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CDC HIV/AIDS/Viral Hepatitis/STD/TB Prevention News Update
UNITED STATES: Crack Addicts Settle into Long Addictions,
Tom Beyerlein
September 17, 2007
Dayton Daily News (Ohio) (09.06.07) - Monday, September 17,

A new study suggests that crack cocaine addicts, like abusers of alcohol or heroin, typically fall into addictive patterns that persist for years.

"It appears that crack cocaine pretty much unfolds along the same path [as alcoholism]," said lead author Russel Falck of Wright State University's Boonshoft School of Medicine in Dayton. "Once people get involved, they tend to stay involved for a very long time." The researchers interviewed 430 Dayton-area crack addicts periodically during an eight-year period. Among the study's findings: *Participants who joined the study had already smoked crack for an average of 7.6 years. Eight years later, two-thirds were still smoking crack.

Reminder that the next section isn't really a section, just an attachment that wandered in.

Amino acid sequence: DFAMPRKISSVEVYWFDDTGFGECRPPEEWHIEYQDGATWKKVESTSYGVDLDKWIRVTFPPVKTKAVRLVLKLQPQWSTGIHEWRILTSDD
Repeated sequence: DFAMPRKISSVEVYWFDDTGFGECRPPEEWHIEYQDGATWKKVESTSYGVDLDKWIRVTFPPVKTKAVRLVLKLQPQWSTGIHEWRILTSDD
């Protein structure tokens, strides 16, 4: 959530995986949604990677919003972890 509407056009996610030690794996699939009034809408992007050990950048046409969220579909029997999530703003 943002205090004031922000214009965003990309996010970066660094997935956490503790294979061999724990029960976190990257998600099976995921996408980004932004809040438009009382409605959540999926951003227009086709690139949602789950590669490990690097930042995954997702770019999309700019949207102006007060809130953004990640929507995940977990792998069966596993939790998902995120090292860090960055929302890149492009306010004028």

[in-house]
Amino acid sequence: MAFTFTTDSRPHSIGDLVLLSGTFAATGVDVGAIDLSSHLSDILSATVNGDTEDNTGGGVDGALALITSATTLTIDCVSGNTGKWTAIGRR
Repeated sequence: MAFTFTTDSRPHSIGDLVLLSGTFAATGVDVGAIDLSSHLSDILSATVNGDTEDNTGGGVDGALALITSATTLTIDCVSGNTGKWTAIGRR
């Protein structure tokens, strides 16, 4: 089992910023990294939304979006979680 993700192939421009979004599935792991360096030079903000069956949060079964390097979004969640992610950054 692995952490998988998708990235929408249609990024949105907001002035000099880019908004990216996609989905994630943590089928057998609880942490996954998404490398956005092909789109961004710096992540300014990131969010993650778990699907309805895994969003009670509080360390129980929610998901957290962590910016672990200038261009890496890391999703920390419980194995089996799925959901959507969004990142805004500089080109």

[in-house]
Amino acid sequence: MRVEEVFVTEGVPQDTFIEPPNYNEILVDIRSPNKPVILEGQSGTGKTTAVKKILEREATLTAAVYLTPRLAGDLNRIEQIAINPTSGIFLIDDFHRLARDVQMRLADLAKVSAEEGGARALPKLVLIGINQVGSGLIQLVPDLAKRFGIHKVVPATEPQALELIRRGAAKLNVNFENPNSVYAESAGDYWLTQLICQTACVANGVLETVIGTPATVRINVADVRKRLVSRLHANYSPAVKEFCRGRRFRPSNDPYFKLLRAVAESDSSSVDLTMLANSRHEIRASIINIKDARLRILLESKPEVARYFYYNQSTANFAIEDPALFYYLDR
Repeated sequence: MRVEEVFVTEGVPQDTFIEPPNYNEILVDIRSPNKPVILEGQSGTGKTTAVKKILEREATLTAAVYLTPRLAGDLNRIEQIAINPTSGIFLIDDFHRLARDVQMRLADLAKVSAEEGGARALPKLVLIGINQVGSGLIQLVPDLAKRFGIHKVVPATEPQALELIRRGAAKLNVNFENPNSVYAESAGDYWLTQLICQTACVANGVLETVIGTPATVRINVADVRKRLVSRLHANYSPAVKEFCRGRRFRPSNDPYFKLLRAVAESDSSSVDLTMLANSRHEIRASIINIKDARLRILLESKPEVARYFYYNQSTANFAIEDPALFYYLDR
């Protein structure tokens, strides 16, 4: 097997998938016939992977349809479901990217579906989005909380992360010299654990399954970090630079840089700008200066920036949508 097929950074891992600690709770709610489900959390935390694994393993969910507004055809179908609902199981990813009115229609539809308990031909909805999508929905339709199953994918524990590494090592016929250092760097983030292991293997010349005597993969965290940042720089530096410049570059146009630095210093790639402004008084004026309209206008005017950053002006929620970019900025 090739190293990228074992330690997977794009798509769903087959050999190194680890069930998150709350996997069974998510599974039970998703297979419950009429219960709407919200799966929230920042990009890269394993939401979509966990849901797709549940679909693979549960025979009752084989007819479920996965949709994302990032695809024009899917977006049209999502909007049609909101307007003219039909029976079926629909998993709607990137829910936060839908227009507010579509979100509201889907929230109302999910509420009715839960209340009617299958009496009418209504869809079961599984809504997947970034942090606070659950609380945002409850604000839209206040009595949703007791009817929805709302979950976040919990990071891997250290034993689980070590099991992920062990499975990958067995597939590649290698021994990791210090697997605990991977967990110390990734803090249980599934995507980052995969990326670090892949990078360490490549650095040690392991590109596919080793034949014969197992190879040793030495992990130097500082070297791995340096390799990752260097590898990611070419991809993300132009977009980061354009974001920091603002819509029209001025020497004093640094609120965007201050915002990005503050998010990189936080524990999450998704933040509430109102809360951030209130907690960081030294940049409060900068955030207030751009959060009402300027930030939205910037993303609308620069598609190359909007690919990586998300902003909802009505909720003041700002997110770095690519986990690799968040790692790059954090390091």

*Two-thirds of participants reported health problems. Persons addicted to crack frequently engage in high-risk sexual behaviors, exposing them to HIV and other STDs and blood-borne viruses.

*Crack addicts are disproportionately alcoholics. The combination of crack and alcohol creates a chemical that can have detrimental effects on the cardiovascular system.

*Abstaining from crack was more difficult for black users than white users, and for male users than female users. The university is preparing a study to examine why crack addiction would disproportionately affect minorities.

An editorial response in the same journal said, "It is time to recalibrate our aim and focus drastically" in treating persons addicted to crack. "Over the period of a quarter-century, we have made little if any progress concerning effective interventions.

The study, "Crack Cocaine Trajectories Among Users in a Midwestern American City," and the editorial, "Crack Use in North American Cities: the Neglected 'Epidemic'" were published in Addiction (2007;102(9):1421-1431 and 1340-1341, respectively).

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